If you’re as nearsighted as I am, you’ve probably fantasized about getting rid of your glasses or contacts forever. Many people choose Lasik (laser surgery to reshape the cornea), which takes care of their nearsightedness. Lasik is great if you’re in your 20s or 30s, but it does nothing to address age-related presbyopia-the condition that forces most of us to wear bifocals or trifocals in middle age and beyond.
When I was in my late 30s an ophthalmologist recommended Lasik but added, “Of course, you’ll still need to wear glasses to read or work on the computer.” I guess he wasn’t paying attention when I told him that I make my living as a writer and editor. I spend most of my waking hours reading and working on the computer. Why would I pay thousands of dollars for Lasik surgery if it meant I would still have to wear glasses most of the time?
I have never felt attractive in glasses. When you’re very nearsighted, the lenses make your eyes look smaller. I wore contact lenses from age 18 to 40, but around my late 30s I began to notice that my eyes would turn red every time I put in my contacts. My eye doctor explained that I had “thin tears” that didn’t form a good buffer between the contact lens and the surface of the eye. I decide that bloodshot eyes were even less attractive than Coke-bottle lenses, so I gave up on wearing contacts.
Then a few months before my 49th birthday I interviewed an eye surgeon for an article in a local magazine, and he told me about another option for nearsighted people in middle age and beyond: refractive lensectomy. Simply put, this procedure is cataract surgery before the insurance company will pay for it. Instead of replacing the natural crystalline lens of the eye with a monofocal lens (to correct nearsightedness or farsightedness but not both), the surgeon inserts a multifocal lens. Multifocal lenses (with trade names like ReZOOM, ReSTOR, and Crystalens), provide good vision at a variety of focusing distances.
Of course, there’s a downside. The biggest drawback of refractive lensectomy is the cost: about $4500 per eye, which is 2 to 3 times the cost of Lasik. But after 40 years of wearing corrective lenses (I got my first pair of glasses at age 9), I was eager to get rid of glasses and contact lenses forever. I wanted to rediscover the freedom of life without glasses. I divided the total cost by the number of days in 41 years (because I fully intend to live until I’m 90) and decided 60 cents a day was bargain for a spectacle-free lifestyle. As an added bonus, I would never have to deal with cataracts in old age.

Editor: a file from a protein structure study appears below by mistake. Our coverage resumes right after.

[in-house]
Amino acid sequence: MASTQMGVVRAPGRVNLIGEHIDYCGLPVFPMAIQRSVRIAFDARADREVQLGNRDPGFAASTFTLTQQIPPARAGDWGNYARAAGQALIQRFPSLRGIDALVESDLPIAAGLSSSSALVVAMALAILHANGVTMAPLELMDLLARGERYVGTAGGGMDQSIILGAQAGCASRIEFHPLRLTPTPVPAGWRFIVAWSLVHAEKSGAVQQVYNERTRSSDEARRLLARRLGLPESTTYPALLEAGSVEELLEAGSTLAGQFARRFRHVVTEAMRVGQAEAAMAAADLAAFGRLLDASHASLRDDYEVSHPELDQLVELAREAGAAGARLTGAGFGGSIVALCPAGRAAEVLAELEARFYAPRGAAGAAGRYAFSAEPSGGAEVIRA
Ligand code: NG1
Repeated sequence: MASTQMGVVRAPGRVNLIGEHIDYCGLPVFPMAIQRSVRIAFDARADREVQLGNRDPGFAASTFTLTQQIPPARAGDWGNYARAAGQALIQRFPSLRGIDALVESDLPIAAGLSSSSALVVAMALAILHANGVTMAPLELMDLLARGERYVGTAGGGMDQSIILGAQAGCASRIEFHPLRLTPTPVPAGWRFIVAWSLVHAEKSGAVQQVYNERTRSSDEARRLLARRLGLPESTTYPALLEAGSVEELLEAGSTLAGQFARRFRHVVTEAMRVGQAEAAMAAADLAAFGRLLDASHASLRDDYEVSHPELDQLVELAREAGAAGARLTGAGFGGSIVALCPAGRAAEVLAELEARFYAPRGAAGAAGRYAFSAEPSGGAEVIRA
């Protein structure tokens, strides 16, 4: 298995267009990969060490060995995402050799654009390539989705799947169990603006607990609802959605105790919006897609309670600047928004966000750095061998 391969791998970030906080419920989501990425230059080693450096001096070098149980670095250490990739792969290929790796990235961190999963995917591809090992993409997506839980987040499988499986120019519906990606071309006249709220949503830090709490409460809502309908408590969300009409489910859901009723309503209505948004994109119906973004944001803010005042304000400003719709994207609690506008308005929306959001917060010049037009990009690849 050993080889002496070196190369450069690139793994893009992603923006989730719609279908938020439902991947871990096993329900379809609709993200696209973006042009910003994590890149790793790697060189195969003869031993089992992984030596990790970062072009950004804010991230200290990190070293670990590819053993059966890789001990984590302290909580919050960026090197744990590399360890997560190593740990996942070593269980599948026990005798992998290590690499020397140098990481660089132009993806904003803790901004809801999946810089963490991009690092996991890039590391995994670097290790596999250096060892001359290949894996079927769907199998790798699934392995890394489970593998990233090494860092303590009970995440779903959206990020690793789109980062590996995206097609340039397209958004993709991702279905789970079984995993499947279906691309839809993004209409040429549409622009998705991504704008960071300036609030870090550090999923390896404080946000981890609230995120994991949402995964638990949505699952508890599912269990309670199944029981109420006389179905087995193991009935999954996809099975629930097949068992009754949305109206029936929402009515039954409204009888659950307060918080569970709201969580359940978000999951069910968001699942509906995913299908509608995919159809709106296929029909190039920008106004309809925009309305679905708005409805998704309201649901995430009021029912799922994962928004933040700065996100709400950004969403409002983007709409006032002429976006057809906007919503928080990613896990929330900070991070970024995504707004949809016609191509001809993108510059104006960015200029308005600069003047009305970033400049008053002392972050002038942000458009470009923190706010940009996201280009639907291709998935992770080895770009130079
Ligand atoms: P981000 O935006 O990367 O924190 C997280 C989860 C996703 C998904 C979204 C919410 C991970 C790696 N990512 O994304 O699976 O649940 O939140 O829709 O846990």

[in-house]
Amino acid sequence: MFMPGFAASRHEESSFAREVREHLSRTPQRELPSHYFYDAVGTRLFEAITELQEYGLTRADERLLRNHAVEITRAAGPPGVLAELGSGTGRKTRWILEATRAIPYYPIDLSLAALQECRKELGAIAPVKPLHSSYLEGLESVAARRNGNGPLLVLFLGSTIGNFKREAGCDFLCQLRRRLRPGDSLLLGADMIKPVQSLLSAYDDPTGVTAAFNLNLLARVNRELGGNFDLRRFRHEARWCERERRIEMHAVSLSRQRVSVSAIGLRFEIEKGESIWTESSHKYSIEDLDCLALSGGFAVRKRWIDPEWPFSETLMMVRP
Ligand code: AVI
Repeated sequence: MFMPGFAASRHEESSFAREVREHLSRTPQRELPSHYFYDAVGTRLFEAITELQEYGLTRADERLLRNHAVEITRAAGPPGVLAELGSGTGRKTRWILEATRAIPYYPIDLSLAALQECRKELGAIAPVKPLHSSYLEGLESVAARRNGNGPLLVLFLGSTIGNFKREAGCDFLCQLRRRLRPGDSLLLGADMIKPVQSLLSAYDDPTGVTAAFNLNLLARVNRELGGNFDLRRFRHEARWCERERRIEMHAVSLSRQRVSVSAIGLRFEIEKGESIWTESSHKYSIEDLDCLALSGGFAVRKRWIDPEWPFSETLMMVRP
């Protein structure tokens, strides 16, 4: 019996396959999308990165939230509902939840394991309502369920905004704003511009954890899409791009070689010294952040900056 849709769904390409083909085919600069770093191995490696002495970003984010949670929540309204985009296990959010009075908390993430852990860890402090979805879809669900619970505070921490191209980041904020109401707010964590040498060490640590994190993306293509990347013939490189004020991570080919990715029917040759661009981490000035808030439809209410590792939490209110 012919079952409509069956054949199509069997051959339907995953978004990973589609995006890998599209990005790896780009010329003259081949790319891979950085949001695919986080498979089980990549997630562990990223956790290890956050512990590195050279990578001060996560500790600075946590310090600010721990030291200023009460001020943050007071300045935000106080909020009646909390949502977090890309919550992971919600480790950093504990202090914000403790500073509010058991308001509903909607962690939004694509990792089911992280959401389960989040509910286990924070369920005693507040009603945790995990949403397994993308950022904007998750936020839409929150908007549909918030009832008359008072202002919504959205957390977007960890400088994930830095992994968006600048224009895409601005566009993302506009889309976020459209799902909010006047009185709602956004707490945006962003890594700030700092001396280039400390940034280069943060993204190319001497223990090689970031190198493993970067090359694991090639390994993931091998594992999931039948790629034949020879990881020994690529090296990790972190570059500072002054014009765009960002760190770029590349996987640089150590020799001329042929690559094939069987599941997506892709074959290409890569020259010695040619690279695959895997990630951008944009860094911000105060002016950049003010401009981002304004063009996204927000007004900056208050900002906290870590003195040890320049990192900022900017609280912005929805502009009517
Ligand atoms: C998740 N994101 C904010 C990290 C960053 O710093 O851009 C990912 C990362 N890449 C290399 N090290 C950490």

One week before my 49th birthday I had surgery on my left eye, and two weeks later my right eye received its new ReZOOM lens. I was nervous before the first procedure but calmer the second time around because I knew what to expect. I kept a blog to preserve a detailed account of my surgery, recovery, and adjustment (see the first URL in the resource box).
Almost two years have passed since I got rid of my glasses and contacts forever, and I believe the results are well worth the expense and anxiety involved. I can drive my car and see my computer screen well enough to distinguish between a comma and a period in 9-point type, and I can read small print easily with the aid of a Verilux desk lamp or strong sunlight. Trying to read low-contrast print (yellow on a white background, for example) is hopeless, and so is reading in dim light. Threading a needle is a little tricky, but I can do it by the third try. I’m aware of a few more vitreous floaters than I noticed before the surgery, but they’re not bad enough to interfere with my quality of life. Overall, I’m completely satisfied with my new “bionic eyes” and would recommend the procedure to any nearsighted middle-aged person who wants to experience the freedom of life without glasses.